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Prev Med. 2012 May;54(5):323-30. doi: 10.1016/j.ypmed.2012.02.009. Epub 2012 Feb 23.

Introducing taxes, subsidies or both: the effects of various food pricing strategies in a web-based supermarket randomized trial.

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  • 1Department of Health Sciences and the EMGO Institute for Health and Care Research, Faculty of Earth and Life Sciences, VU University, Amsterdam, The Netherlands.



Fiscal policies may form a solution in improving dietary intake. This study aimed to examine the effectiveness of varying taxing and subsiding schemes to stimulate healthier food purchases.


A randomized controlled trial with three levels of price reduction on healthy foods (no; 25%; 50%)×three levels of price increase on unhealthy foods (5%; 10%; 25%) factorial design was used. 150 participants were randomized into one of nine conditions and were asked to purchase groceries at a web-based supermarket. Data were collected in the Netherlands in January-February 2010 and analyzed using analysis of covariance.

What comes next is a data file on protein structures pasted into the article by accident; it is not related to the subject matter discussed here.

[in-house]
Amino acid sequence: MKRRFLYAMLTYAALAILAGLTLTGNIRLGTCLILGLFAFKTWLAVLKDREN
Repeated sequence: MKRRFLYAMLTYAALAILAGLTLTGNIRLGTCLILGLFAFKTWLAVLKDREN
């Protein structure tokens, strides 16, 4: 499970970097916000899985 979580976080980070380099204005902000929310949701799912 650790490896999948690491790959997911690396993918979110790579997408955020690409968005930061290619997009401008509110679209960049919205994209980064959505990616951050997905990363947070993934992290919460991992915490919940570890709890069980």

Subjects receiving 50% discount purchased significantly more healthy foods than subjects receiving no (mean difference=6.62 items, p<0.01) or 25% discount (mean difference=4.87 items, p<0.05). Moreover, these subjects purchased more vegetables (mean difference=821 g;p<0.05 compared to no discount). However, participants with the highest discount also purchased significantly more calories. No significant effects of the price increases on unhealthy foods were found.


Price decreases are effective in stimulating healthy food purchases, but the proportion of healthy foods remains unaffected. Price increases up to 25% on unhealthier products do not significantly affect food purchases. Future studies are important to validate these results in real supermarkets and across different countries.

Copyright © 2012 Elsevier Inc. All rights reserved.

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